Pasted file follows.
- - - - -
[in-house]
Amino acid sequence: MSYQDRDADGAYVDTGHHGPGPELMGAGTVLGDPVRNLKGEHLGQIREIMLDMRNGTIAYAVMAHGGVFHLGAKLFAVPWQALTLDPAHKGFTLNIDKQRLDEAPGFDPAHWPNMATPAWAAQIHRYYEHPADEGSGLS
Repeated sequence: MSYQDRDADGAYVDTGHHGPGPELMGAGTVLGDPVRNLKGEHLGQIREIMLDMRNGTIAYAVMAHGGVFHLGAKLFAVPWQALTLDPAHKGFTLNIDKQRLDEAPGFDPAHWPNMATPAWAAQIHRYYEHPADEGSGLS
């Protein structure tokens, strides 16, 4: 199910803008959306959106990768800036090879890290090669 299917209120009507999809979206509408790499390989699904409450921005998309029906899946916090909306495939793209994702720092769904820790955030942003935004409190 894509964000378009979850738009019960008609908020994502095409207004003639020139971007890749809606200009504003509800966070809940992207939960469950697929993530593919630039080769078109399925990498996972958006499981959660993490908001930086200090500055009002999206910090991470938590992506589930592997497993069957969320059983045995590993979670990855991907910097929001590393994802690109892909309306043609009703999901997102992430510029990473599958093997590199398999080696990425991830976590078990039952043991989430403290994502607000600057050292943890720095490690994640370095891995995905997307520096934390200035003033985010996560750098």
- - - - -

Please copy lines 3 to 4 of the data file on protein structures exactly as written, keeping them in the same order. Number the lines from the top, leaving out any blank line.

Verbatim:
Repeated sequence: MSYQDRDADGAYVDTGHHGPGPELMGAGTVLGDPVRNLKGEHLGQIREIMLDMRNGTIAYAVMAHGGVFHLGAKLFAVPWQALTLDPAHKGFTLNIDKQRLDEAPGFDPAHWPNMATPAWAAQIHRYYEHPADEGSGLS
């Protein structure tokens, strides 16, 4: 199910803008959306959106990768800036090879890290090669 299917209120009507999809979206509408790499390989699904409450921005998309029906899946916090909306495939793209994702720092769904820790955030942003935004409190 894509964000378009979850738009019960008609908020994502095409207004003639020139971007890749809606200009504003509800966070809940992207939960469950697929993530593919630039080769078109399925990498996972958006499981959660993490908001930086200090500055009002999206910090991470938590992506589930592997497993069957969320059983045995590993979670990855991907910097929001590393994802690109892909309306043609009703999901997102992430510029990473599958093997590199398999080696990425991830976590078990039952043991989430403290994502607000600057050292943890720095490690994640370095891995995905997307520096934390200035003033985010996560750098």